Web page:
Money symbol above cupped hand “Before entering into conversations about salary with employees, leaders must be confident in their current pay practices and have an idea of what they can offer employees,” says beqom’s Jansen. (Photo: Shutterstock)

Another month, another painful increase in inflation leaving many Americans’ wallets feeling even lighter than before. As the country grapples with ongoing supply chain shortages and global economic volatility, Americans are paying more for household necessities. Not surprisingly, many are turning to their employers for a little help.

Unfortunately, it’s not just employees feeling the brunt of increased prices, and raising pay rates to match increased living costs simply isn’t sustainable for many employers. Having conversations about employee compensation these days is particularly hard, given the imbalanced labor market tipped in workers’ favor. But even if employers can’t raise wages, they can be open and honest with employees and create a conversation that’s about more than just dollars.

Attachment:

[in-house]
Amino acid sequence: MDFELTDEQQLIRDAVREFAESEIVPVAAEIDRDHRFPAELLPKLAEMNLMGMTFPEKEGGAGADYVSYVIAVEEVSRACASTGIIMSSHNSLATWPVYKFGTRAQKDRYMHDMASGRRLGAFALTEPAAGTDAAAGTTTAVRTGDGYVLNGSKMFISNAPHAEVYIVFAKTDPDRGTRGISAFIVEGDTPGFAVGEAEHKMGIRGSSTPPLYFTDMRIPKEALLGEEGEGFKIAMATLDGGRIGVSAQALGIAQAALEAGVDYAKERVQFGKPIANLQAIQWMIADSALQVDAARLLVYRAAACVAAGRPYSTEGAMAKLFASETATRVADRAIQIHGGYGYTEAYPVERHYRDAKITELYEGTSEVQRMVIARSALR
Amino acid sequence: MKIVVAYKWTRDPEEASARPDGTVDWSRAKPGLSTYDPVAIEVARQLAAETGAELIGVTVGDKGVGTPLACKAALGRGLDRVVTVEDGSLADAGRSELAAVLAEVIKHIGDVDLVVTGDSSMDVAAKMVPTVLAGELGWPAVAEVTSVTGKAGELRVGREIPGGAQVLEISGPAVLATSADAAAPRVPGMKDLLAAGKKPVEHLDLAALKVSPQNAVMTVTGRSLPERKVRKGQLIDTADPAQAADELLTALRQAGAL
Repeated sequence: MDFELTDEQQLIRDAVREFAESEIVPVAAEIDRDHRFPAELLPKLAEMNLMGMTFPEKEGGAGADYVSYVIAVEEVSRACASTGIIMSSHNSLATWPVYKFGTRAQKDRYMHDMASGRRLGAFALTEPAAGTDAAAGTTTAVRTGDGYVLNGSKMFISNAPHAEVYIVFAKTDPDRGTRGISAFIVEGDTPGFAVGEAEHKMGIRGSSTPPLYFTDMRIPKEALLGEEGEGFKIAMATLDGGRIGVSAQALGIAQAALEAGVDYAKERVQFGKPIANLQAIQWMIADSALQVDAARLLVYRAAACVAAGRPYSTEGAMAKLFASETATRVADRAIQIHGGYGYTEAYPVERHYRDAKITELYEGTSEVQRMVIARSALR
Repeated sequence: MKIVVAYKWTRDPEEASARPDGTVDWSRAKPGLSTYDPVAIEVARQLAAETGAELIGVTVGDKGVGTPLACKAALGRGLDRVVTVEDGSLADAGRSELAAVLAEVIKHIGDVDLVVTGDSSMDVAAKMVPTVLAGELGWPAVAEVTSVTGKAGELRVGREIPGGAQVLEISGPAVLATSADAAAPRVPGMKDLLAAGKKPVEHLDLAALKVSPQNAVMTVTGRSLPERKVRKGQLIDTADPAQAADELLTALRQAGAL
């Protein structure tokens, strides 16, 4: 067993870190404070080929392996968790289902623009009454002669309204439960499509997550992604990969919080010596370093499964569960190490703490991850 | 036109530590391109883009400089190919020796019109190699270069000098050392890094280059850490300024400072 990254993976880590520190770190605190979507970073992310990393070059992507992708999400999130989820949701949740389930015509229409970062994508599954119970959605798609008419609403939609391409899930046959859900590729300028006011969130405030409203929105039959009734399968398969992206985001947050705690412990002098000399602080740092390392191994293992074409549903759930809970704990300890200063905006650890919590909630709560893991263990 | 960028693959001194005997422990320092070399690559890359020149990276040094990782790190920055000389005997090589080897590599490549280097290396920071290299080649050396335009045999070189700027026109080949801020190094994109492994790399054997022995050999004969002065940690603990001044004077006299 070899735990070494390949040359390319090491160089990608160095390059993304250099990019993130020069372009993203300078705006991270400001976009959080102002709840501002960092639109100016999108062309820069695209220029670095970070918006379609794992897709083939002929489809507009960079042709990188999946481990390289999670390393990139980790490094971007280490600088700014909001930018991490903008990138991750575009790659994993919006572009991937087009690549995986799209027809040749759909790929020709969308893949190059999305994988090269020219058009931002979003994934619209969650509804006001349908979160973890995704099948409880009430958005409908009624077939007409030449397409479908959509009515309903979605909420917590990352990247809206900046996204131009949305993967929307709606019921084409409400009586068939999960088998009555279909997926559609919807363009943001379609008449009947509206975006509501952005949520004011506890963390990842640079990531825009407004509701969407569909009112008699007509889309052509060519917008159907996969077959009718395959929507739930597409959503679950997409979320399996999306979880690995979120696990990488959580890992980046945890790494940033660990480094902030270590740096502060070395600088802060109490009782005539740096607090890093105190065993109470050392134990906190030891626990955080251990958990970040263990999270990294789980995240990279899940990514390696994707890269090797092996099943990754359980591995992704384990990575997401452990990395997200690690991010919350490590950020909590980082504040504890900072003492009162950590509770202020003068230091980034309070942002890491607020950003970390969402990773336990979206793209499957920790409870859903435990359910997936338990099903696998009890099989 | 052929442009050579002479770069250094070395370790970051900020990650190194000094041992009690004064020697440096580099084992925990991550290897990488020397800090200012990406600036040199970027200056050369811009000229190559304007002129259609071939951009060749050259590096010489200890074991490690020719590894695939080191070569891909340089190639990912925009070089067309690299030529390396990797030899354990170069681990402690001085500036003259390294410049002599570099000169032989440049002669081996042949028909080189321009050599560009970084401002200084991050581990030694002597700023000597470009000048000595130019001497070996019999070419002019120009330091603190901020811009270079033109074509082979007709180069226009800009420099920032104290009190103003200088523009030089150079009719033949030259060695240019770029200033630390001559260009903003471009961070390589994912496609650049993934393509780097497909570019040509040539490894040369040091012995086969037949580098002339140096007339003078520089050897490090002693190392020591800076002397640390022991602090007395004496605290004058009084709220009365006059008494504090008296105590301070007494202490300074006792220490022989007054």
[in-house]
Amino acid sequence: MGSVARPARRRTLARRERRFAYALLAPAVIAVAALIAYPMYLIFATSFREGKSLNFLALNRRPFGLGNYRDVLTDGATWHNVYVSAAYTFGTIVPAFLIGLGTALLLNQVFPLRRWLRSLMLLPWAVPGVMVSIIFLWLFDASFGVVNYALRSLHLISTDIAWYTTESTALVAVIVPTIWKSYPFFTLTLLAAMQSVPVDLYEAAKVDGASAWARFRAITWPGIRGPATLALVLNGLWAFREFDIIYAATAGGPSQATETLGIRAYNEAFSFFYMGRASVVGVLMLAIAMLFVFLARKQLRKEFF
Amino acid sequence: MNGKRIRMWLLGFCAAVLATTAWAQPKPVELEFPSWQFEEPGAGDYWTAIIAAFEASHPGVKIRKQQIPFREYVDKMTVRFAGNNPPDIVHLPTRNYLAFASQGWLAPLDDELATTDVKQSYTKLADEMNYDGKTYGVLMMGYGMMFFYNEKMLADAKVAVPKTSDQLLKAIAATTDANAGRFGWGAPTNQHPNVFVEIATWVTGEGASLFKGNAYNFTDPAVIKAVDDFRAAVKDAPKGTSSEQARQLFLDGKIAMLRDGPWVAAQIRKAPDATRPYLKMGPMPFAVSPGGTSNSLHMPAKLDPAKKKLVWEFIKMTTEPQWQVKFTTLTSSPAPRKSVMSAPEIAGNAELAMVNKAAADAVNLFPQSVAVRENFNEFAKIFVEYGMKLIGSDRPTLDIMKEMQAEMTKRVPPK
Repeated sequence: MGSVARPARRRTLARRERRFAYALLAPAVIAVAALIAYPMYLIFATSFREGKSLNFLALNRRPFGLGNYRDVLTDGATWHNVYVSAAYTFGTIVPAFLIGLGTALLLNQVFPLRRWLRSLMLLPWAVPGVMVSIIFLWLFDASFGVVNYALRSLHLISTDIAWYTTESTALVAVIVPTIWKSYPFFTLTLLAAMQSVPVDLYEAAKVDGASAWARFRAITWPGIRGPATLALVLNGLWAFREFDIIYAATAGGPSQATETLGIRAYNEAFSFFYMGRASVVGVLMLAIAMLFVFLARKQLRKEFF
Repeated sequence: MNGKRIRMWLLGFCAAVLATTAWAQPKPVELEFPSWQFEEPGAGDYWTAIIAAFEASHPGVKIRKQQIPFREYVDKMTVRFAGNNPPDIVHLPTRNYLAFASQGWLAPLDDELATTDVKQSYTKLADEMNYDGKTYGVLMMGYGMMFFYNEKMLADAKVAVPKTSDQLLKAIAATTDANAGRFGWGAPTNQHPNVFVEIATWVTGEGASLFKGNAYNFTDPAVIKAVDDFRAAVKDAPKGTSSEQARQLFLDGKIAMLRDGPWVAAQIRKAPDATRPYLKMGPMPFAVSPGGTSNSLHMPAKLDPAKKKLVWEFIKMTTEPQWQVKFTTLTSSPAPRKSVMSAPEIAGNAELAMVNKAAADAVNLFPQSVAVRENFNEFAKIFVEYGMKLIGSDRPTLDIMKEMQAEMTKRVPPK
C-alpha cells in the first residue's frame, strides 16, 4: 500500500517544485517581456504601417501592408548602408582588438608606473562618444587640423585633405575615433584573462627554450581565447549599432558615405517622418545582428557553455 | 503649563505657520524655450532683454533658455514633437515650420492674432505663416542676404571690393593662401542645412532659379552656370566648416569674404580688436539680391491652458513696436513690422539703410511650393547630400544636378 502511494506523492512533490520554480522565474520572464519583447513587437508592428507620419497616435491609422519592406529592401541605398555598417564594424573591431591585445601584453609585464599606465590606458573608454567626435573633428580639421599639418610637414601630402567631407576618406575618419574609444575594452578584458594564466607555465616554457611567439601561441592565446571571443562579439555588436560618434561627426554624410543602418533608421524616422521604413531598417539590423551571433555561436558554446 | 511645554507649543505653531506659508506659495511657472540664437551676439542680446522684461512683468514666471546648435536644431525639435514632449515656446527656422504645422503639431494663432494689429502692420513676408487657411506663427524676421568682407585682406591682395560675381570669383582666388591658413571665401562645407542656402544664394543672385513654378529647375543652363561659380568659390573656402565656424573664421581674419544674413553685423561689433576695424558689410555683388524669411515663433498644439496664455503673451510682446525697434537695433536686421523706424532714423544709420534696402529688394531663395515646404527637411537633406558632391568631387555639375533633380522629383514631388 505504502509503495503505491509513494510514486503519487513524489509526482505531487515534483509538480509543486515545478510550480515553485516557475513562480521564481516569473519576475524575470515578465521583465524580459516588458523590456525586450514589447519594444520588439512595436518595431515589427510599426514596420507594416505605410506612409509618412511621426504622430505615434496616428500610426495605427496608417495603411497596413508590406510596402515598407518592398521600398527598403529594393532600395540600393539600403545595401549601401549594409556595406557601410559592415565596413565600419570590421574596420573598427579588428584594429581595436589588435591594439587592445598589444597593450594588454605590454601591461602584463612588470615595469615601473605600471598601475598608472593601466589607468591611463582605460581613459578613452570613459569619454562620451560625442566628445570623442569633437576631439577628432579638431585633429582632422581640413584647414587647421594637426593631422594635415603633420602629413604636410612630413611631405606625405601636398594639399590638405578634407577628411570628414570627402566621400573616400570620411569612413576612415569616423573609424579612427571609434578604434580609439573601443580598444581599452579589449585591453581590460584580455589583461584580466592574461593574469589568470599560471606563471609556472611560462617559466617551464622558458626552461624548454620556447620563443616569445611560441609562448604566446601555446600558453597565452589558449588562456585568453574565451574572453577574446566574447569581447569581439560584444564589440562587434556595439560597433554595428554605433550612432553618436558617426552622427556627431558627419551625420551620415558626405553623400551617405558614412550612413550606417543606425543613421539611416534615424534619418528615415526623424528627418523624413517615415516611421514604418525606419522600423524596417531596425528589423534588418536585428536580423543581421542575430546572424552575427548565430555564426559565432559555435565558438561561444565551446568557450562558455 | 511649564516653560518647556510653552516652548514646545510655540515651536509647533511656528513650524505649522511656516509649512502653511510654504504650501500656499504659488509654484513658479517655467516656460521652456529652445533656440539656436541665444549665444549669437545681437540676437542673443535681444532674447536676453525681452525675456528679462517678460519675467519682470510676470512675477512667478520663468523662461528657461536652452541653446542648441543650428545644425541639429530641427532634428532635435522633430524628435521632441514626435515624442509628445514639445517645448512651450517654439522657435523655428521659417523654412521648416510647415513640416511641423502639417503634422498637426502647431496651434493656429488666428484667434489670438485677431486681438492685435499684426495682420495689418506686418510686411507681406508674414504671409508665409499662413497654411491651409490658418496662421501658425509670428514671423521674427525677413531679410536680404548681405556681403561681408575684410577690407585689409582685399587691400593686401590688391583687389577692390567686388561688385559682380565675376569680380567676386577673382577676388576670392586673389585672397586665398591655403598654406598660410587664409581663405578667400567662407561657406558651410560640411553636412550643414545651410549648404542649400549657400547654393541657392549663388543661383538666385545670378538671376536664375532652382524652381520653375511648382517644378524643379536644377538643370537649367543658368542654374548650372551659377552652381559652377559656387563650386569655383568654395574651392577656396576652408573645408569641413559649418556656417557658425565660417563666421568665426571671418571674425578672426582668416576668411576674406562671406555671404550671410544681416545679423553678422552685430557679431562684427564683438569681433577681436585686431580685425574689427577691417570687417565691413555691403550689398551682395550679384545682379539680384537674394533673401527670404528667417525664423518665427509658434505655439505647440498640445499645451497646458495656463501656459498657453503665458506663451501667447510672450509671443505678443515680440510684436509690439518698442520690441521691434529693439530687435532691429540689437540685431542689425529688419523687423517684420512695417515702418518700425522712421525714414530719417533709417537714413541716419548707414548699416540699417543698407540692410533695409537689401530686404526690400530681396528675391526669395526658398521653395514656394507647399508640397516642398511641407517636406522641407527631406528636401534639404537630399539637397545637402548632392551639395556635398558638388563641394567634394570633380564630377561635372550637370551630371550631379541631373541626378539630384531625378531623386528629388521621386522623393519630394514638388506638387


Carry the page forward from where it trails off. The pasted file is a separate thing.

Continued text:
Emily Payne

Emily Payne is the current deputy editor for ALM's Business & Finance Markets and former managing editor for BenefitsPRO. A Wisconsin native, she has spent the past decade writing and editing for various athletic and fitness publications. She holds an English degree and Business certificate from the University of Wisconsin.

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